42 Percent of the U.S. Population Could be Obese by 2030

Nearly half of the U.S. population could be obese by 2030, which means the healthcare system could be burdened with 32 million more obese people by that time, according to research from Duke University, RTI International, and the CDC.

Keeping obesity rates level could save nearly $550 billion in medical expenditures over the next two decades, researchers state, so action should be taken to keep obesity figures in check.

The number of individuals with severe obesity by 2030 is also expected to rise, the study says. Data shows that 11 percent of Americans are expected to be severely obese in two decades. Severe obesity is defined as a BMI over 40 or roughly 100 pounds overweight. Severely obese individuals are at highest risk for the health conditions caused by excess weight, resulting in substantially greater medical costs and rates of absenteeism.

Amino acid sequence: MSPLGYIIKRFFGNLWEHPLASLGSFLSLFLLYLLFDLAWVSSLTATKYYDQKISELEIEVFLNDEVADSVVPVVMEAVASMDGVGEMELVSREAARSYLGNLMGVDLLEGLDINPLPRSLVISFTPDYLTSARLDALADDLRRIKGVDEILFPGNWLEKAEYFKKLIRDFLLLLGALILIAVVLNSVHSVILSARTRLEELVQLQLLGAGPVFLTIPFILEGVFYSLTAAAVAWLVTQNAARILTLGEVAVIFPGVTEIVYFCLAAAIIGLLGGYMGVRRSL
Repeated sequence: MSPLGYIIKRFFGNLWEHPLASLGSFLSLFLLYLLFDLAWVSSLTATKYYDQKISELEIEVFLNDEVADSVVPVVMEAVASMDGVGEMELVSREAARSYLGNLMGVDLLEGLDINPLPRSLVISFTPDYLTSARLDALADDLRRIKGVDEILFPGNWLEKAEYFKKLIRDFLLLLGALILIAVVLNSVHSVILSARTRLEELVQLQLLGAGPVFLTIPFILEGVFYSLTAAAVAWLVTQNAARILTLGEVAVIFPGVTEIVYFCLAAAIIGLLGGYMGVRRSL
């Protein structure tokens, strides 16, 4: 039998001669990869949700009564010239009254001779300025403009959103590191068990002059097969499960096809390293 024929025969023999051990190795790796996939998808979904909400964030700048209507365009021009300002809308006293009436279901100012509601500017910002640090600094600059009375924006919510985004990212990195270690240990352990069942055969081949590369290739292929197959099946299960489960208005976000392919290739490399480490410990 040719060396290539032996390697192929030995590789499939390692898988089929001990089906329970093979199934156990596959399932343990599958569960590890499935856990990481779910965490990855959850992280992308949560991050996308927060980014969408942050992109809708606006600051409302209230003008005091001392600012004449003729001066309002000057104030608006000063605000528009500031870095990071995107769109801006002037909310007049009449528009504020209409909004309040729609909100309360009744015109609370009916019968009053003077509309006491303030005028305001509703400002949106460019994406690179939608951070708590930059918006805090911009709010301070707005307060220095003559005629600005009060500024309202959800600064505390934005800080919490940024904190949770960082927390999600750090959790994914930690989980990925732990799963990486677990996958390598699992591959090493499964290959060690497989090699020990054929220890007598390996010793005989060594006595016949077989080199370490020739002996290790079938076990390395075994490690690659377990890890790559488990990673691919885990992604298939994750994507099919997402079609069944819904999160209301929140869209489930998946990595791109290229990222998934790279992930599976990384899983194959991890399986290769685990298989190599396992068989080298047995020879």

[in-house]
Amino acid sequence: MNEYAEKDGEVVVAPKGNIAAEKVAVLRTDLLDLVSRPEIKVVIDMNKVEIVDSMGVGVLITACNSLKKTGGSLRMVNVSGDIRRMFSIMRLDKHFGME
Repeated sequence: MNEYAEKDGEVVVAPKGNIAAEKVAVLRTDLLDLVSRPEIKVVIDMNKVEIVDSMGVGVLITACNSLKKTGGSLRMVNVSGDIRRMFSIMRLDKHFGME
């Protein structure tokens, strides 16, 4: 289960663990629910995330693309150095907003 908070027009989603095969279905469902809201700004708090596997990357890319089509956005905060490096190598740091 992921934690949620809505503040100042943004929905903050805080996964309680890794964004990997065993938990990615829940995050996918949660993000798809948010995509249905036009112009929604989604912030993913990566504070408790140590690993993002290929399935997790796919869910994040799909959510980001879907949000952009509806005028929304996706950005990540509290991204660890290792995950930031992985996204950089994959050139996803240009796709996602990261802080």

The study was released May 7th at CDC’s Weight of the Nation conference in Washington, D.C. Speakers stressed that while knowledge of healthy eating and lifestyle strategies are widely known, access to these strategies aren’t always easily accessible.

A set of potential solutions were released at the CDC conference, including a report from the Institute of Medicine, which provided a comprehensive review of obesity prevention-related recommendations. The report identified strategies and action steps that have the greatest potential to speed up progress in combating the obesity crisis.

Source: Duke University Health System, May 7, 2012

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